Dr. Eric Wade is an assistant professor of environmental social science at East Carolina University and an assistant research scientist at the Coastal Studies Institute. His primary expertise is studying human-environment interactions within coastal and marine systems. Specifically, his research focuses on understanding the non-monetary factors influencing individual and collective decision-making in response to socio-ecological changes. Furthermore, Eric’s work examines how formal and informal institutions influence stakeholders’ behaviors and decisions within coastal and marine environments. His research areas include fisheries governance and management, marine spatial planning, and the social dimensions of marine renewable energy. His research is primarily based in the Wider-Caribbean region and North Carolina (USA). Dr. Wade is committed to conducting research that generates actionable science, contributing not only to theoretical knowledge but also to the development and well-being of local communities. Eric worked as a project officer for the Government of Belize’s Fisheries Department. He has also worked for the United Nations Food and Agriculture Organization (Sub-Regional Office for the Caribbean) as a Fisheries Management Expert and Illegal, Unreported, and Unregulated Fisheries Governance Expert. Eric also serves as the vice chair of the board of directors of the Gulf and Caribbean Fisheries Institute.

If elected, I look forward to (1) continuing to bridge the fields of policy, social science, and oceanography to support decision-making and science to tackle growing socio-environmental challenges and (2) expanding this connection by actively engaging experts, researchers, and stakeholders across disciplines and regions. To support this, I aim to leverage his network and experience in policy forums to position the TOS to lead efforts to support sustainable ocean practices.

Physical Oceanography Councilor

The Physical Oceanography Councilor represents the ocean physics community including disciplines such as physical oceanography, ocean acoustics, ocean circulation, physical ocean climate, air-sea exchanges.

Emily Lemagie

Emily Lemagie is a sea-going research physical oceanographer at NOAA Pacific Marine Environmental Laboratory (PMEL). She received a Bachelor of Arts degree in Physics and English with honors as well as a minor in Mathematics from the University of Washington (UW) in 2006. She also holds a Master’s of Science in Marine Resource Management (2011) and a Doctor of Philosophy (2018), both from Oregon State University (OSU). She trained as a postdoctoral scholar at the Woods Hole Oceanographic Institution (WHOI) and at Scripps Institute of Oceanography before returning to Seattle to study ocean dynamics and the impacts on marine ecosystems in the North Pacific Ocean, Bering Sea, and U.S. Arctic.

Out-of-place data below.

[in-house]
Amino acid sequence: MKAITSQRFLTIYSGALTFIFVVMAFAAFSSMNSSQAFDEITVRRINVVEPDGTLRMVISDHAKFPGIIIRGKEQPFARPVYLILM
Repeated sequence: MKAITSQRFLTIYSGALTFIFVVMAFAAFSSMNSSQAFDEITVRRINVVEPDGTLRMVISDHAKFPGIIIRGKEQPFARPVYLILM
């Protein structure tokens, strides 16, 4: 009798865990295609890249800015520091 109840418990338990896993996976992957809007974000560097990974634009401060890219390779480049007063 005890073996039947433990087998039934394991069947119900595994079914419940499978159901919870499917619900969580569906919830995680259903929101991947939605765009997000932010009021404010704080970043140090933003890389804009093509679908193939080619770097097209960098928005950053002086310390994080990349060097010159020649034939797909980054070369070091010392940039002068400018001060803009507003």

She is currently a PI for the EcoFOCI program leading research of the dynamic relationships among climate, fisheries, and the marine environment with projects that range from local to regional and large scale and leverage a combination of satellite, autonomous platform, and ship-based observing approaches as well as high-resolution model output. She is editor for the PICES Press newsletter report The Bering Sea: Current Status and Recent Trends, and a contributor for the annual NOAA Ecosystem Status Reports For The Gulf Of Alaska, Bering Sea And Aleutian Islands, and for the NOAA Fisheries Regional Action Plan to guide implementation of the NOAA Fisheries Climate Science Strategy in the Gulf of Alaska.

Service to the oceanography community to support open sharing of ideas and information, early career professional development, and integration of JEDI principles into every aspect of the scientific enterprise have been fundamental tenets throughout her career. She volunteered with student mentoring programs at OSU and WHOI, and UW and co-chaired the 2019 Gordon Research Seminar on Coastal Ocean Dynamics, including fundraising to support travel costs for every student in need. She has almost a decade of experience as a board and committee member serving marine science organizations, such as: Pacific Estuarine Research Society (PERS, 2014 – 2018); Coastal and Estuarine Research Federation (CERF, 2014 – 2018); Mentoring Physical Oceanography Women to Increase Retention (MPOWIR, 2021 – present); North Pacific Marine Science Organization (PICES) Advisory Panel for the U.N. Decade of Ocean Science (2022 – present). These experiences have exposed her to a broad range of challenges and solutions from institutional, regional, national, and international perspectives.

It would be an honor and a privilege to join The Oceanography Society Council to assist with maintaining the high level of excellence within existing programs as well as with development and implementation of new initiatives. Dr. Lemagie has been engaged with TOS since her early career; as a student member she was selected to participate in the first trial mentorship program. It is the support and community afforded her by such opportunities that inspires her to want to give back.